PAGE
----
Angela Smith speech in the House of Lords, Monday 17th December 2018
My Lords, another Monday, another Prime Minister’s statement.
I’m grateful to the Noble Lady, the Leader of the House, for repeating today’s offering. But not that it offers very much. Last week NL referred to these statements as her “weekly treat” – I doubt she or the PM feel the same way today. And how relieved they must be that Parliament isn’t sitting next Monday – as far as we know…
This isn’t a statement from the Prime Minister that gives any assurances or confidence that she knows where this is going. Or indeed where she is going. In last week’s statement, following a weekend of assurances that MPs would vote on Tuesday, the Prime Minister refused to allow MPs to make a judgement on her Deal. Rather than face defeat, she pulled the vote, citing her wish to go back to the EU – although none of us were really clear what she was trying to do.
Was it a change, or clarification? In the end it was neither. Yet again, it was about her living in the moment, delaying a difficult decision, averting today’s immediate crisis – without any credible plan for tomorrow.
So what is today’s statement about? The Prime Minister has been forced – at the very last minute – to indicate when the Commons will be able to vote on her agreement. But despite her continued efforts to present the vote as a choice between her Deal or No Deal, it remains the case that MPs will accept neither.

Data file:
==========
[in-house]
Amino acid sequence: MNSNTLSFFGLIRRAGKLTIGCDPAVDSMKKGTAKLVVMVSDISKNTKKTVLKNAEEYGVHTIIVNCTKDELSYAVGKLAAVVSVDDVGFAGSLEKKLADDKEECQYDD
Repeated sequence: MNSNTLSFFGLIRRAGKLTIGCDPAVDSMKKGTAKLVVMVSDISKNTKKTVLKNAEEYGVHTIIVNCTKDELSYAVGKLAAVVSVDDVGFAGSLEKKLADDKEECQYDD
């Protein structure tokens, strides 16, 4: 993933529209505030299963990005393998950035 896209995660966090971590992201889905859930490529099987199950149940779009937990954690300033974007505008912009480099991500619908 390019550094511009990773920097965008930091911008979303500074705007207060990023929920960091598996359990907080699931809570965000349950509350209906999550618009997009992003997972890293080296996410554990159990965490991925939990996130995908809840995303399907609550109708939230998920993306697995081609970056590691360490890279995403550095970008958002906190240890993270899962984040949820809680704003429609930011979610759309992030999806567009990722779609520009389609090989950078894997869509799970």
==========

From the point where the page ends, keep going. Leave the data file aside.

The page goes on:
What are the alternatives? We know the Prime Minister doesn’t want a further referendum – but I don't think she understands that the main reason that this is now gaining greater currency, including in her own Cabinet, is because of the failure of her own Leadership.
Noble Lords will have seen reports that Mrs May’s Chief of Staff and her de facto deputy have discussed a further referendum as a means of breaking the current impasse. Her statement today, briefed out yesterday, to warn against a further public vote, is yet another example of her attempts to manage her own party – rather than delivering for the people and businesses of this country.
It’s hard to know where her support now is? Despite winning a vote of Confidence from her MPs, it’s clear, that if we assume – as we must – that the remaining Government members all voted for the Prime Minister in the secret ballot, she now only has the support of around half her backbenchers.
All the while, some of her Cabinet colleagues, and I use the word ‘colleagues’ loosely, are attempting to take control of the Brexit process – amidst an unseemly jockeying for position in the chaos that now passes for Government.
My Lords, the Prime Minister cannot expect the world to stand still while she holds onto her Deal, fearing its rejection by MPs but allowing nothing else to move on or progress.
It is worth recalling Sherlock Holmes: “Once you eliminate the impossible, whatever remains, however improbable, must be the truth”.